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  • Bianca Vinther

The commonplace as creative strategy: an introduction to visual literacy for artists

What’s your approach to the banal as an artist?

Picture of an open window and of its reflection in a mirror.

In the preface to his book The Transfiguration of the Commonplace, the American philosopher and art theorist Arthur C. Danto claims that, the metamorphosis of the banal and ordinary starts in the visual arts with M. Duchamp, for

“(…) it would have been he, as a matter of art-historical precedent, who first performed the subtle miracle of transforming, into works of art, objects from the Lebenswelt of commonplace existence: a grooming comb, a bottle rack, a bicycle, a urinal.”

Taking the banal and turning it into art! I find this mind-blowing, don’t you? Mind-blowing and completely real. Tell me, how many times have you looked at Duchamp’s first readymade, Fountain, from 1917? And how often did you ask yourself: how can a urinal be art?! And why??

Picture of an urinal in porcelain signed R. Mutt and dated 1917.
"Fountain" by Marcel Duchamp (1917). Photography by A. Stieglitz.

In this blog post I’m going to reveal the secret behind the process of transfiguring the banal. The secret that doesn’t start with exhibiting the object, nor does it end with it. The secret that starts in the mind of the artist, continues when the object is perceived by its viewers, and culminates with the “canonization” of the object as a work of art.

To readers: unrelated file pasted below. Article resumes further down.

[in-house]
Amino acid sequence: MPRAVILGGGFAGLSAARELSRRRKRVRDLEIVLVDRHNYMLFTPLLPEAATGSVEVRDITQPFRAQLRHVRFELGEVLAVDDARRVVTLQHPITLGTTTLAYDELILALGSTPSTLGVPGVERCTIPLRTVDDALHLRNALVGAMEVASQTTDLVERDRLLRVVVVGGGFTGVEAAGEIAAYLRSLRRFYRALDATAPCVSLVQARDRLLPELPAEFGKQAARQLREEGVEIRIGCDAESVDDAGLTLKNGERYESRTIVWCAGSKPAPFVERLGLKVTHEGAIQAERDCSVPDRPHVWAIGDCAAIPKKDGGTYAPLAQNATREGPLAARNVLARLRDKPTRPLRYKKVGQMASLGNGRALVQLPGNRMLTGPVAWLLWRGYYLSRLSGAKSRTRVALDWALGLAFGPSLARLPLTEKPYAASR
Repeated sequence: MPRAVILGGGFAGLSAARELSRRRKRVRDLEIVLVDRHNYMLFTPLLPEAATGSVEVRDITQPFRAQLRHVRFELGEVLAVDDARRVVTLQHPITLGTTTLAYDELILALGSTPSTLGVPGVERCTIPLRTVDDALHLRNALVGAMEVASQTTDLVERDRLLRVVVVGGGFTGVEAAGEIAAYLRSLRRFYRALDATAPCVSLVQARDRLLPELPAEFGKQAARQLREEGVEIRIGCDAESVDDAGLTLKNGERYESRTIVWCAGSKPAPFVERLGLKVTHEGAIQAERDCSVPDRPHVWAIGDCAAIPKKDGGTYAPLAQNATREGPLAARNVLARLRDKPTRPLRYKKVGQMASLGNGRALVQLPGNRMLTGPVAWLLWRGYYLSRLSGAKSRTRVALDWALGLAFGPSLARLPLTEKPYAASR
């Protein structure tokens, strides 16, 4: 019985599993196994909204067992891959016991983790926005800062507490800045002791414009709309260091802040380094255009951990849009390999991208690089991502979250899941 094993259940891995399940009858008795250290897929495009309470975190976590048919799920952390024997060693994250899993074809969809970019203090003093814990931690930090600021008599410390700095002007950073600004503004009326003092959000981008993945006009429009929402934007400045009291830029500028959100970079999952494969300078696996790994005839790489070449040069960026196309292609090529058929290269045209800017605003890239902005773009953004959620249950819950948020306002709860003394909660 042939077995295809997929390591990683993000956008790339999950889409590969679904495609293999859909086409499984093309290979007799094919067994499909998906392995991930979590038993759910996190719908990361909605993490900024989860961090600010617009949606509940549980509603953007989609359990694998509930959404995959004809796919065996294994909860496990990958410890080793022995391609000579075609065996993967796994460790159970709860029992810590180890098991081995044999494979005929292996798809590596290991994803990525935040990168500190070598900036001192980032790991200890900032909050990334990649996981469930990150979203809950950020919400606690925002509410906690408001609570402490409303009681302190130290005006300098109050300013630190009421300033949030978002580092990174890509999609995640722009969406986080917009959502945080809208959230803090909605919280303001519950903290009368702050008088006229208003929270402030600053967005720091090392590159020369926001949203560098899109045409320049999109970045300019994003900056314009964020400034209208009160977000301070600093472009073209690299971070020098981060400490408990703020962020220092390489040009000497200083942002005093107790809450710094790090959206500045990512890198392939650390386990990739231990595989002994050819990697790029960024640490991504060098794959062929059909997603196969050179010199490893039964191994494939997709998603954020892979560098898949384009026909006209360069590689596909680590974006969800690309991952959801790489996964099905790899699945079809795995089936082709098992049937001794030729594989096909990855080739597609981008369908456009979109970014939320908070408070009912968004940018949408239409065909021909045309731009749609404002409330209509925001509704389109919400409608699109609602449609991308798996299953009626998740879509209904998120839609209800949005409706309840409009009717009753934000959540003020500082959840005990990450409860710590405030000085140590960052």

Duchamp exhibited a readymade urinal, which he turned to 90 degrees. But he didn’t make the urinal. He didn’t even alter it except for signing the object with the fictional name “R. Mutt”, dating it to 1917, and naming it Fountain. This is crazy, isn’t it? Crazy ingenious, indeed!

So, what did Duchamp actually do? He provoked the world to think about the true meaning of art. Beyond the conventional thinking-grid. Beyond constrictions. He made the Fountain into an art manifesto.

Duchamp made a urinal into an object of art because “he CHOSE it (…) and created a new thought for that object.” (The Blind Man, May 1917/2) He transformed the banal into art by seeing and naming it differently. Through his unique perception of reality. Because he saw art wherever he was, and he understood the power of art to change the world.

Duchamp’s Fountain is a reminder that art exists independently of its works. It's created under the influence of our ideas and expectations of it, which are never static and never valid for all time.

So, how can you transform the banal? How can you turn the ordinary into art? Here’s the secret.

1. Take a pause and make space in your mind

Look outside a window, or take a walk in the nature. Bring your focus to the present moment. Breathe deeply and, with each breath, expand your chest further. Move gently away from the turbo-paced lifestyle out there. Let your mind empty and your heart open.

I grew up with music. I played piano since I was four years old, and I had the privilege of taking piano lessons from a remarkable Belgian concert pianist and music philosopher, Bernard Lemmens. Among many things, maestro Lemmens taught me the concept of holds and longer pauses in music. This is how I learned to breathe properly and relax deeply.